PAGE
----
Apple Pay vulnerable to wireless pickpockets

Apple Pay vulnerable to wireless pickpockets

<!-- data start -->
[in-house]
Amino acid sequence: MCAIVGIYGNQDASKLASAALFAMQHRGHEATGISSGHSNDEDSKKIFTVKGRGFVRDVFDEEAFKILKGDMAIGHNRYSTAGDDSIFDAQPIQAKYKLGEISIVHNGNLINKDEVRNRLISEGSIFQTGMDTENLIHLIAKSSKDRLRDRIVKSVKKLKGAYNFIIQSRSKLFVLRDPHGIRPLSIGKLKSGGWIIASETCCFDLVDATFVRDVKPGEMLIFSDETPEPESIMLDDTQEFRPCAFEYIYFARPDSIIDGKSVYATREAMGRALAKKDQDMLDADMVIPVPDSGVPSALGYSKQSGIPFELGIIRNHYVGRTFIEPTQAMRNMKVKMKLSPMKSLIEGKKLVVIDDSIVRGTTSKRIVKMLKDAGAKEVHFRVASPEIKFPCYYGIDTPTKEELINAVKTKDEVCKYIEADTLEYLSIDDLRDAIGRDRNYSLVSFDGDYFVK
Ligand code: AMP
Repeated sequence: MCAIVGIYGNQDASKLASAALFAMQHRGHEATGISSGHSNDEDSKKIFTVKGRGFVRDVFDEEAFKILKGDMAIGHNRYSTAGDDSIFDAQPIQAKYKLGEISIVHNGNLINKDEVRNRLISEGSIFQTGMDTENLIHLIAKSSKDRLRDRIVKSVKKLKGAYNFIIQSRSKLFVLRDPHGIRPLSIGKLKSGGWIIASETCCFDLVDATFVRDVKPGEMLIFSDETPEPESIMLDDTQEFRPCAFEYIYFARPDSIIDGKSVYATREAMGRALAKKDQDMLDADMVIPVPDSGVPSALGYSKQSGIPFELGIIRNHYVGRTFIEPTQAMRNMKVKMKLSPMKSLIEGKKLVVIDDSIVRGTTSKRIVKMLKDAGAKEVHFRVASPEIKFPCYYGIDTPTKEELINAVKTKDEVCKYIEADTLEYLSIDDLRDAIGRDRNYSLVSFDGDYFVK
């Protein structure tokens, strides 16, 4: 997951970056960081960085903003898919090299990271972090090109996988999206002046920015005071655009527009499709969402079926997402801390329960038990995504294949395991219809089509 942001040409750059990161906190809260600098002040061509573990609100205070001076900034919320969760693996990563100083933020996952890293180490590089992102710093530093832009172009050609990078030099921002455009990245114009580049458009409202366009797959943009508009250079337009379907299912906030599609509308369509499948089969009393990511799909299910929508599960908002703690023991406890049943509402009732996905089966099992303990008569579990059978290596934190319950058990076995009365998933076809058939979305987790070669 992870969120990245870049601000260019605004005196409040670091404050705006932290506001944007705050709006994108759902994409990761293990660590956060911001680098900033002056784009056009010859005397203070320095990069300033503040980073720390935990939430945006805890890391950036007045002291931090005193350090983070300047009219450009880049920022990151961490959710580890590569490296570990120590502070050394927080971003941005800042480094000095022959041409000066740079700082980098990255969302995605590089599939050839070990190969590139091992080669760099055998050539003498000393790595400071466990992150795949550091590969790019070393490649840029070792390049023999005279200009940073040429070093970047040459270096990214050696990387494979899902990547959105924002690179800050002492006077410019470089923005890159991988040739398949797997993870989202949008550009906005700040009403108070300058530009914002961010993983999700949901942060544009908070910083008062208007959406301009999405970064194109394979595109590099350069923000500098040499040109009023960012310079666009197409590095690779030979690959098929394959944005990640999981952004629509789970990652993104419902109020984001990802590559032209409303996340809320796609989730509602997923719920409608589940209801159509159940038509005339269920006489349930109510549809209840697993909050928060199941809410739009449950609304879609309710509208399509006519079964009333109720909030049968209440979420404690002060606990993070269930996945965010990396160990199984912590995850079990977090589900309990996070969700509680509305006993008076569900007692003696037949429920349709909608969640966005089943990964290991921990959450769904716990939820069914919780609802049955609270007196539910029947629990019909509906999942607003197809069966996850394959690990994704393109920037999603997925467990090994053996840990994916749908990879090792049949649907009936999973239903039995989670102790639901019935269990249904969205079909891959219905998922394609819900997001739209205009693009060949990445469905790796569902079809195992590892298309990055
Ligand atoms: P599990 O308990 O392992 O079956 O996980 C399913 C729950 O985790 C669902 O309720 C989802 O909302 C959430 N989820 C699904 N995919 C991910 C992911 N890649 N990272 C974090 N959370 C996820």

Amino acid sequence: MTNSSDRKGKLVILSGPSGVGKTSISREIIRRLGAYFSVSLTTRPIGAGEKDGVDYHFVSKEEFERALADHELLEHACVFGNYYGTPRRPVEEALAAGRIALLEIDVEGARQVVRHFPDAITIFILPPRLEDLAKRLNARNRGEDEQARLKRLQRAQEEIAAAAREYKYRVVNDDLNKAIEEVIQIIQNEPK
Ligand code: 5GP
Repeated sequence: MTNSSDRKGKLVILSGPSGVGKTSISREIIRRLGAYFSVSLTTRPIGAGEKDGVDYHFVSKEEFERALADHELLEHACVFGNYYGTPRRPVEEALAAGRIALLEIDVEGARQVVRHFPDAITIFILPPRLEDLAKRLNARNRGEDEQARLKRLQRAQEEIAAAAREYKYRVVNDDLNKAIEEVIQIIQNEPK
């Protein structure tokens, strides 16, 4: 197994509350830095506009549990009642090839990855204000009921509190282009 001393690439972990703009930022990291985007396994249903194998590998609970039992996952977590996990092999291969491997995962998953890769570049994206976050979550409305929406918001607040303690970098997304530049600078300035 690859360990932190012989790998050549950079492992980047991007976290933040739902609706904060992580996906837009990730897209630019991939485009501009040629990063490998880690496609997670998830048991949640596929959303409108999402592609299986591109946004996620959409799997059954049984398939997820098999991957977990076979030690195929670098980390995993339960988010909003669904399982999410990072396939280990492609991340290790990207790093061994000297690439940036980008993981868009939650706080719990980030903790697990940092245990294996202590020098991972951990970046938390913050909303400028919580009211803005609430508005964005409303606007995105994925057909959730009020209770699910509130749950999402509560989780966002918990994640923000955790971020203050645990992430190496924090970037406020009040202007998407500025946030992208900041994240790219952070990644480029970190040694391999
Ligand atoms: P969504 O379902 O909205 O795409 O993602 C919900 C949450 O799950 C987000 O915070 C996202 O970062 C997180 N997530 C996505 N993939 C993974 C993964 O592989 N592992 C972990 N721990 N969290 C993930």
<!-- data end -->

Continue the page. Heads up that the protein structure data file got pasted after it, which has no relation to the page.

Excerpt: Contactless Europay, Mastercard, and Visa (EMV) payments are a fast and easy way to make payments, particularly at a time when we’re all much more wary about the hygiene of the surfaces we touch. Normally, payments via smart-phone apps need to be confirmed by the user via a fingerprint, PIN code, or Face ID. Apple Pay elevated the EMV standard for usability, by introducing a feature that allows it to be used at a ticketing barrier (like those used to access the London underground railway network) without unlocking the phone. And Apple is not alone. Samsung has introduced the same “transport mode” feature as well. The researchers found that Transport for London (TfL) ticket barriers broadcast a non-standard sequence of bytes—so-called “magic bytes”—which bypass the Apple Pay lock screen. Apple Pay then checks that its other requirements are met (which are different for Visa and Mastercard) and if they are it allows a payment to be performed with no user interaction. In this way it allows underground passengers to move through the barriers without stopping, in the same as they do with Oyster cards. [This sounds like a genuine OMG. While this is generally of primary interest to European–especially UK–persons, if this works there, it will work in other places, too. What I find most chilling is that the phone need not even be turned on for this to work. You really do want to read this article if you have any contactless electronics (perhaps car keys?) that handle payments. I added emphasis. Alan25main]

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